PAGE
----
Handmade paper has seen a recent spike in interest over the previous few years. The natural surface and sustainable manufacturing process are an alluring concept to many progressive artists. Most handmade papers are made by using a mould, which is typically a frame with a rigid, flat screen. The mould is dipped into a vat of wet pulp before being lightly shaken to distribute the fibres evenly and to drain off any excess water. The fibres remaining are then dried either by the sun or fans which dry the paper swiftly. If a smooth surface is desired the paper is run through rollers that are either heated for a hot press (extra smooth) finish or cold rollers leaving a not finish (cold press). There isn't one specific company who makes handmade paper as it can even be made at home with a screen, recycled paper and a bit of patience.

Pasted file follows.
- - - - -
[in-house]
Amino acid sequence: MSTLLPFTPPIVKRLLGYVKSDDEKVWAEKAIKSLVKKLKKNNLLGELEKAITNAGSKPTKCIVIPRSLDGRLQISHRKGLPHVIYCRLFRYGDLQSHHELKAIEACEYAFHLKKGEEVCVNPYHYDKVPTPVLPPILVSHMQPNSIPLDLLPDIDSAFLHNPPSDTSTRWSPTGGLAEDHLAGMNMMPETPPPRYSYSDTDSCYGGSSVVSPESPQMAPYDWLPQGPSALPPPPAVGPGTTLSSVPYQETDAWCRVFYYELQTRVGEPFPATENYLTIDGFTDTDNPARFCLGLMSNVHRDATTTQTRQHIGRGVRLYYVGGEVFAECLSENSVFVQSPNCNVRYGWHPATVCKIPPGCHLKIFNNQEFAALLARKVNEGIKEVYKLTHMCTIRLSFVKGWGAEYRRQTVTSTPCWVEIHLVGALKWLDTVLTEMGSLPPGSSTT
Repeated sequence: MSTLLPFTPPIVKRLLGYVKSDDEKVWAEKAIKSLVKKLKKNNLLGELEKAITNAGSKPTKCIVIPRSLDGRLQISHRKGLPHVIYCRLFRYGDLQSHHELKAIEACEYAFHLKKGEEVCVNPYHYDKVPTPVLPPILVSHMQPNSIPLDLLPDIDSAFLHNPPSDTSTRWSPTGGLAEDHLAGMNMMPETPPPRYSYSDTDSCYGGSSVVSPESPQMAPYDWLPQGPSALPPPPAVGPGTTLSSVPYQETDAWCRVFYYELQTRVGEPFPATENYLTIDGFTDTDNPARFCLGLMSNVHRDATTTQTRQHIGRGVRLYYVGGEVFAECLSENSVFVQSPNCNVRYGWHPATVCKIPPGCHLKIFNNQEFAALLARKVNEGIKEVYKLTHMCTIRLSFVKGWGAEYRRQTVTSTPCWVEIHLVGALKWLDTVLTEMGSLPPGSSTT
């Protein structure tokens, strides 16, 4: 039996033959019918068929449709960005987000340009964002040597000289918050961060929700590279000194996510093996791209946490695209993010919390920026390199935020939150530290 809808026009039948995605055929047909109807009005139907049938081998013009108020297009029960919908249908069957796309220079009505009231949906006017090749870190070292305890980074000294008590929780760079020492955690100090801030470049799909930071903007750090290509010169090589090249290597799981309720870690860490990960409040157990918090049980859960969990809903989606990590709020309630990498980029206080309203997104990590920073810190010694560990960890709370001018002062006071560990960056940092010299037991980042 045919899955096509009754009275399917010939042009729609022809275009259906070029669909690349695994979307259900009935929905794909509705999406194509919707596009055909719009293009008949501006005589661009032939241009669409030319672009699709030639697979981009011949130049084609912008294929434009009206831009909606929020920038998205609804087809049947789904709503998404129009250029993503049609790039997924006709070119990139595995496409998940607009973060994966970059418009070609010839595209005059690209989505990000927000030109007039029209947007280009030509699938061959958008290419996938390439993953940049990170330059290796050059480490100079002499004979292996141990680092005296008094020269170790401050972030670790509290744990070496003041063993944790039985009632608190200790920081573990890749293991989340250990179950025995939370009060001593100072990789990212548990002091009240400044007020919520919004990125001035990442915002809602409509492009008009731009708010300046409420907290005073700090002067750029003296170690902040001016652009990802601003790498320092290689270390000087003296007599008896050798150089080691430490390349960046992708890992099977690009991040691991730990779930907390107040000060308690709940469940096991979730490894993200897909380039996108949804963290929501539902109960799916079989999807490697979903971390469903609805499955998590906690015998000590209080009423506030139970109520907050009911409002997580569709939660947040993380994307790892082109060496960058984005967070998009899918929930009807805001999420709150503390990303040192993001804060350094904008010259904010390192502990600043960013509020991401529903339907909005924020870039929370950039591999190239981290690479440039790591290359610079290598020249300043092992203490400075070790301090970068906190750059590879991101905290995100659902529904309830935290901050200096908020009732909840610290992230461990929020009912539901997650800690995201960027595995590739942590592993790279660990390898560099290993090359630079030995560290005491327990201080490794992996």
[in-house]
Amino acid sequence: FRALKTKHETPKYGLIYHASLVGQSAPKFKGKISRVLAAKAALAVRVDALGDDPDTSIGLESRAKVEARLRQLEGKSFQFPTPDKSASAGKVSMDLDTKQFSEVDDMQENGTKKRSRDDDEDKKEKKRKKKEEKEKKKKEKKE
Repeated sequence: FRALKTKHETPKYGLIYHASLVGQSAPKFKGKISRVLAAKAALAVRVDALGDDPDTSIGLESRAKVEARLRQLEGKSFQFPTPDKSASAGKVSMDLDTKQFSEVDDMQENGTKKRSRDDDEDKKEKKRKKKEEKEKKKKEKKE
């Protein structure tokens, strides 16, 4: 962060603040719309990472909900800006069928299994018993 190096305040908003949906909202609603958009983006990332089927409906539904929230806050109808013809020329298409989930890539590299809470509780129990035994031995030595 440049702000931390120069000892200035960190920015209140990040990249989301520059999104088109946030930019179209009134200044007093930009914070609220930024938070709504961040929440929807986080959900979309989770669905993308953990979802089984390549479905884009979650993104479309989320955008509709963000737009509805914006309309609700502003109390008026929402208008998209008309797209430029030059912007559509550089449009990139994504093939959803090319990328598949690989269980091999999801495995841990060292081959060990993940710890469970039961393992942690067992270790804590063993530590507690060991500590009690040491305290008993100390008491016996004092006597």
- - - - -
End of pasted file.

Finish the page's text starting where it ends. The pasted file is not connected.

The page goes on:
Over the previous decade demand for handmade papers has grown. The Khadi paper mill reported a 15% increase last financial year and the year prior and there seems to be no slowing down now. As the internet becomes more and more the central pillar of our modern lives, handmade papers can connect us on some level back to a tactile and traditional way of working. The imperfections on the sheets lends to the feeling of heritage and allows the artist to explore the paper on their own, finding the best use that suits them.
Handmade paper can be used for a wide variety of techniques depending on the paper you are using. For example, Khadi Papers are renowned for their use as a watercolour paper, despite the lighter weights not specifically being classed as such. Watercolourists flock to use these sheets as they have a unique feel and texture and have a genuinely rough surface compared to machine made papers. As well as being used for watercolour work handmade paper is used for scrapbooking and collage as it has a unique texture and surface quality that cannot be found anywhere else. The sheets are vibrant and exclusive, having unique characteristics between even the same batch.